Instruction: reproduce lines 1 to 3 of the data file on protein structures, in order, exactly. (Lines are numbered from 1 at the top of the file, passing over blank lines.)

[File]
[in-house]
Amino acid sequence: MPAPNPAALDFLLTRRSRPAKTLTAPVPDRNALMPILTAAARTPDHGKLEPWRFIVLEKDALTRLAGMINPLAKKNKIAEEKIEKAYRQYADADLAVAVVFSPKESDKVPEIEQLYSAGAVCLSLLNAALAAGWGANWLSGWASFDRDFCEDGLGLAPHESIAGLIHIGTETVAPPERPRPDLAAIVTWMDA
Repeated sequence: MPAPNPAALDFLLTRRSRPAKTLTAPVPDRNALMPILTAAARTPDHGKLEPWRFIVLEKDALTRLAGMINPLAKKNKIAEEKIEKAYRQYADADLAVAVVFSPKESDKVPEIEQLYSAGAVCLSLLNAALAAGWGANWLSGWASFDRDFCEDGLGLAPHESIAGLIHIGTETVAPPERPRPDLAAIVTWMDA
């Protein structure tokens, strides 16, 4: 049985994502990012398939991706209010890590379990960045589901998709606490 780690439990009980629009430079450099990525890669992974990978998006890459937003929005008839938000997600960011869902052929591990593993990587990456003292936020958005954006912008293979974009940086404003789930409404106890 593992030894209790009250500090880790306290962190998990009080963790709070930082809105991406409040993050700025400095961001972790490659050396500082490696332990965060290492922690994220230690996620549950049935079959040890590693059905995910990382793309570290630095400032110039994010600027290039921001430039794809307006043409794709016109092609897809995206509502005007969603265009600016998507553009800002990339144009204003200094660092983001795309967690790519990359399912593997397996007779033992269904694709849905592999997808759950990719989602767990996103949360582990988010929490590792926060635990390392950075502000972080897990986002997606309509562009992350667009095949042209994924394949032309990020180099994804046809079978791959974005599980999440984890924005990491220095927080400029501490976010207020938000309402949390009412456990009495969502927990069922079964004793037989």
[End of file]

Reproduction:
[in-house]
Amino acid sequence: MPAPNPAALDFLLTRRSRPAKTLTAPVPDRNALMPILTAAARTPDHGKLEPWRFIVLEKDALTRLAGMINPLAKKNKIAEEKIEKAYRQYADADLAVAVVFSPKESDKVPEIEQLYSAGAVCLSLLNAALAAGWGANWLSGWASFDRDFCEDGLGLAPHESIAGLIHIGTETVAPPERPRPDLAAIVTWMDA
Repeated sequence: MPAPNPAALDFLLTRRSRPAKTLTAPVPDRNALMPILTAAARTPDHGKLEPWRFIVLEKDALTRLAGMINPLAKKNKIAEEKIEKAYRQYADADLAVAVVFSPKESDKVPEIEQLYSAGAVCLSLLNAALAAGWGANWLSGWASFDRDFCEDGLGLAPHESIAGLIHIGTETVAPPERPRPDLAAIVTWMDA